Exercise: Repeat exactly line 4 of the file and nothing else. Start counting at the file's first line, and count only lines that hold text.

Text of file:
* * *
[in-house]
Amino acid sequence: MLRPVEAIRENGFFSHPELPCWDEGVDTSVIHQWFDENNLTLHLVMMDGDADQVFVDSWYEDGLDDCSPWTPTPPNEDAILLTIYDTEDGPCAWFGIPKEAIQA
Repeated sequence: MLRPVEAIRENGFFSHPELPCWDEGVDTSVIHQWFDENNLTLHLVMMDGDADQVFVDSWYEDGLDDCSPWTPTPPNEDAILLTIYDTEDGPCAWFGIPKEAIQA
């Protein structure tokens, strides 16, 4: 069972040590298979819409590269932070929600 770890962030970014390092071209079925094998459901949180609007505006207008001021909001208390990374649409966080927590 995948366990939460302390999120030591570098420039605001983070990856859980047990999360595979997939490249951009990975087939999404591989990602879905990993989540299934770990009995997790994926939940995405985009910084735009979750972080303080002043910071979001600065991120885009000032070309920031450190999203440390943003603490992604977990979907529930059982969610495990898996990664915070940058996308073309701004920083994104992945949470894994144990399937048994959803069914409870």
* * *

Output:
């Protein structure tokens, strides 16, 4: 069972040590298979819409590269932070929600 770890962030970014390092071209079925094998459901949180609007505006207008001021909001208390990374649409966080927590 995948366990939460302390999120030591570098420039605001983070990856859980047990999360595979997939490249951009990975087939999404591989990602879905990993989540299934770990009995997790994926939940995405985009910084735009979750972080303080002043910071979001600065991120885009000032070309920031450190999203440390943003603490992604977990979907529930059982969610495990898996990664915070940058996308073309701004920083994104992945949470894994144990399937048994959803069914409870």